Tuesday, April 10th, 2012

Benedetti: The Well Loved Poet The U.S. Should Come to Know

The Uruguayan poet Mario Benedetti is relatively unknown in the United States, but in Latin America the name Benedetti is synonymous with Poetry. Even though the work of Chilean poet Pablo Neruda is more heavily championed in the United States, Benedetti is the real workhorse of Latin American Poetry. By the time of his death

Thursday, March 29th, 2012

A Video Report Of The Librotraficante Banned Book Caravan

By Tia Tenopia In 2011, the Arizona State Legislature passed HB 2281, a law which prohibits schools from offering courses at any grade level that advocate ethnic solidarity, promote overthrow of the US government, or cater to...

Thursday, March 1st, 2012

Latinopia Word: “A Caribbean Journey from A to Y”

By Tia Tenopia Mario Picayo is the editor and publisher of the Editorial Campana literary publishing company based in New York.  He is also the author of children’s books published through Campanita Books. His children’s alphabet book ...

Thursday, February 23rd, 2012

Word Of The Day: “Legal Alien”

By Tia Tenopia Pat Mora is a poet, novelist and author of children’s books. Her writings often reflect the conflictive nature of being bilingual and bi-cultural. Here she reads the poem “Legal Alien,” which explores the unease...

Thursday, February 9th, 2012

True Love Is About So Much More Than Sex

When I taught a love literature class a few years ago, to a class comprised entirely of young college girls, I assigned stories and essays about various forms of love. Complaints emerged that texts I was assigning...

Thursday, February 2nd, 2012

The Origins Of One Latina Nerd

All this recent Latino nerd talk — shout out to all of my brothers and sisters — got me thinking about the origins of my nerdom. How exactly did this happen? How did I become the kind of...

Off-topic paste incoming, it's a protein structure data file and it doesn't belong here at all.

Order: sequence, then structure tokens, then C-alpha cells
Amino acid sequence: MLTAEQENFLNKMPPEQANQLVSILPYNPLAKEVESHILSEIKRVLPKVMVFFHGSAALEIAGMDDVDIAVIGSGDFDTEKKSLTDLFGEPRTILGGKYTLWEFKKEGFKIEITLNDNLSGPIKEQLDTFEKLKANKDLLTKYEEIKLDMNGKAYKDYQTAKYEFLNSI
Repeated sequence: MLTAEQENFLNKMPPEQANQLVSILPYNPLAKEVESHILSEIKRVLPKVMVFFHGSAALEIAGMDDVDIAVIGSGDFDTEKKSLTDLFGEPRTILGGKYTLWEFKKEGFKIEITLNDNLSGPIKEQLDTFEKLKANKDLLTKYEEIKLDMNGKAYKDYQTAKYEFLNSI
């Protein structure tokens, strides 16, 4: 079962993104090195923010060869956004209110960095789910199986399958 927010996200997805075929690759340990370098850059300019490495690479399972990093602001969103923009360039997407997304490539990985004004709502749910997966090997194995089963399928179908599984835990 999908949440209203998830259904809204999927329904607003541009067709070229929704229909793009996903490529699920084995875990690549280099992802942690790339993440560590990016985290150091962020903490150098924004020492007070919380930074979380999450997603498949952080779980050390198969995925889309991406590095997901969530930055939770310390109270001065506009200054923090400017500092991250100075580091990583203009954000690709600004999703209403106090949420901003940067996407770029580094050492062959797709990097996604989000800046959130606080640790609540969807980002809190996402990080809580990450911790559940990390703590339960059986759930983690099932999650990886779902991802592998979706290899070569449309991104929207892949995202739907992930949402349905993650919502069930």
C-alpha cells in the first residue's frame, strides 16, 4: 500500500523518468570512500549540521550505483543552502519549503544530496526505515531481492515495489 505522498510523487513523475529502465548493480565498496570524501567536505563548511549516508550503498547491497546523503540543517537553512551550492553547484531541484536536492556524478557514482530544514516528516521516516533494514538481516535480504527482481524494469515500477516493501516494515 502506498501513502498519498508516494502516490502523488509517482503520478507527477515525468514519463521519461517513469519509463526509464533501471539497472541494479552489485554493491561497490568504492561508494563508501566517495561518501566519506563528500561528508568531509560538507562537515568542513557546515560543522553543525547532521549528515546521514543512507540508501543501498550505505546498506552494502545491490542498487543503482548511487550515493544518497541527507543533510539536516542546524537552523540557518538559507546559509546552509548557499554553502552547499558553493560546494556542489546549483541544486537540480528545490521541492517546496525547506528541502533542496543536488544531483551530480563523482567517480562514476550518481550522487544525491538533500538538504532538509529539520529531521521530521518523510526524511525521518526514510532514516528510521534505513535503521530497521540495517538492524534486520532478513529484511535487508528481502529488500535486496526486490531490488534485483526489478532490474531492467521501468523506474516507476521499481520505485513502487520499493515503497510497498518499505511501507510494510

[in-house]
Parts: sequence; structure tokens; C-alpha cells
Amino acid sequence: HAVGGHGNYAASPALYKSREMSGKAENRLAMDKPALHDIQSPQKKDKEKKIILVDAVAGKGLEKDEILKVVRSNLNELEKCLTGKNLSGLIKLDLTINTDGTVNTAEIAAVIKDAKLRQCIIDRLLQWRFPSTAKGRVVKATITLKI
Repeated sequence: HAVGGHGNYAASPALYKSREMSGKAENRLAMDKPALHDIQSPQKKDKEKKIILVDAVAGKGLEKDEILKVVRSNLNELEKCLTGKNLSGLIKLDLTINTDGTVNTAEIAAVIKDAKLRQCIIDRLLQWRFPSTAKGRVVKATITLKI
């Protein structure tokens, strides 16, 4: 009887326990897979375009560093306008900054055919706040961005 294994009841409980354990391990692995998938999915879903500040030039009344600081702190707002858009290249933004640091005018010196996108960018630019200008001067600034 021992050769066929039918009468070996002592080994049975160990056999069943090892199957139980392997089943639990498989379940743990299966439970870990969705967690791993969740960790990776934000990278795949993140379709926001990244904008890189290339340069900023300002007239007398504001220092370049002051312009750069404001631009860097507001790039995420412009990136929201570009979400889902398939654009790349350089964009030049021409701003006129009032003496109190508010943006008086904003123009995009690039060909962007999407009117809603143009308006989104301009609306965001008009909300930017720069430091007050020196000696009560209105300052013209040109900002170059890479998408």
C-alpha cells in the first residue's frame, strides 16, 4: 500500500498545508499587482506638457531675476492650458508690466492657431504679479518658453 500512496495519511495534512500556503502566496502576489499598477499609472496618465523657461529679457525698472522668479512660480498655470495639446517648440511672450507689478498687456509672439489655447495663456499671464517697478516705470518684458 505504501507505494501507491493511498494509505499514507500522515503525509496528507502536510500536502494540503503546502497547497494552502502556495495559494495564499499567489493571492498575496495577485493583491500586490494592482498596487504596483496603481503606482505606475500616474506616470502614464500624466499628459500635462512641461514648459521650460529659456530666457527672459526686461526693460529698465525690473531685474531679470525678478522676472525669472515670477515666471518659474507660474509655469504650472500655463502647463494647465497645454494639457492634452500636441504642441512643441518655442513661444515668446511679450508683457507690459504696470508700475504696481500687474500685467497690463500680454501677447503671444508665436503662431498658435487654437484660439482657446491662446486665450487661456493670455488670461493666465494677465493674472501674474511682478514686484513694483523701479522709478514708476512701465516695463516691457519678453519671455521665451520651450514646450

Wednesday, February 1st, 2012

Héctor Tobar’s “Barbarian Nurseries” Is An LA Love Letter

On a recent Sunday, an intimate gaggle of fans, friends, and family gathered at the Stadium Club in Dodger Stadium to hear Héctor Tobar read excerpts from his new novel, “The Barbarian Nurseries” (Farrar, Straus and Giroux,...

Wednesday, February 1st, 2012

Pablo Neruda Is The Food Of Nerdy Latino Love

By Eres Nerd The approach of St. Valentine’s signifies the annual season where Latino nerds across los Estados Unidos discover Pablo Neruda. Like Christian using Cyrano De Bergerac, Neruda becomes a proxy for many Latino nerds in expressing...

Wednesday, January 25th, 2012

Texas Group Aims To “Smuggle” Latino Literature Back Into AZ

The video shows a man hanging out in front of the trunk of a car filled with books you may recognize, books about Latinos, books written by Latinos. He says his name is Tony and he has...

Wednesday, January 25th, 2012

Poetry May Not Be About Money, But It’s About Much More

When I was living or traveling in different countries, I would tell everyone I met that I was a poet. Almost every time, the person inquiring about me seemed genuinely delighted or impressed. This is because other...

Monday, January 16th, 2012

Celebrating 40 Years Of “Bless Me Última”

Rudolfo Anaya’s celebrated work and seminal novel “Bless Me Última” just turned 40 this year. The book was first published  in 1972, and was groundbreaking in its portrayal of Latinos, and contribution to Chicano literature. Not only that,...

Wednesday, January 11th, 2012

When The Hobbit Took Back Aztlán: A Latino Nerd Reads Tolkien

By Eres Nerd Mi ‘apa is a nerd. Specifically, a history nerd, por eso, the chances that I would turn out a nerd when I was born were very high. Our discussions frequently revolved around civilizations and their...

Monday, December 19th, 2011

Recent Shakespeare Production Promotes Latino Stereotypes

An open letter to the Shakespeare Theater Company, Washington D.C. from Tlaloc Rivas: Michael Kahn Artistic Director Shakespeare Theatre Company Washington DC, USA Dear Mr. Kahn, I hope this letter finds you well. My name is Tlaloc Rivas...

Monday, December 12th, 2011

Dagoberto Gilb’s “Gritos” Culturally Relevant, Insightful

By Wuicho Vargas If you haven’t read any of Dagoberto Gilb’s work, this could be your opportunity to get a glimpse of his style. “Gritos” for me was very pleasant and culturally appealing; his essays are impregnated...

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